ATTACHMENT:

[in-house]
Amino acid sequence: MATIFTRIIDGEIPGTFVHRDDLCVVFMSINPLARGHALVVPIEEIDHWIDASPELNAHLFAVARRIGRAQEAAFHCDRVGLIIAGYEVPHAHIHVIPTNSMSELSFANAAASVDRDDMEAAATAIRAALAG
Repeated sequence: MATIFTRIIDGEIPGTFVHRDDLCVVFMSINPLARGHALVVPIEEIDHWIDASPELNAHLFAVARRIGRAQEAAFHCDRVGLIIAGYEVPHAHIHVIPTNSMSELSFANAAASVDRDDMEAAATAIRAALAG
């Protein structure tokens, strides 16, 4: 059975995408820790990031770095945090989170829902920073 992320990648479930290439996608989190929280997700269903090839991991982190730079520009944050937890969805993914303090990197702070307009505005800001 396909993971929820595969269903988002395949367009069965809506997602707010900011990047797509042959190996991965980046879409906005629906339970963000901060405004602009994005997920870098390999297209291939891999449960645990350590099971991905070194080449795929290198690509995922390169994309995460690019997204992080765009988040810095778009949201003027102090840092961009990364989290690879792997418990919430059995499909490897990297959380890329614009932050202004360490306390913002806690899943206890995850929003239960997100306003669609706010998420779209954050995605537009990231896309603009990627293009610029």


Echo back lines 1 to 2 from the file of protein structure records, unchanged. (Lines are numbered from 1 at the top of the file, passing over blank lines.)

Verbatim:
[in-house]
Amino acid sequence: MATIFTRIIDGEIPGTFVHRDDLCVVFMSINPLARGHALVVPIEEIDHWIDASPELNAHLFAVARRIGRAQEAAFHCDRVGLIIAGYEVPHAHIHVIPTNSMSELSFANAAASVDRDDMEAAATAIRAALAG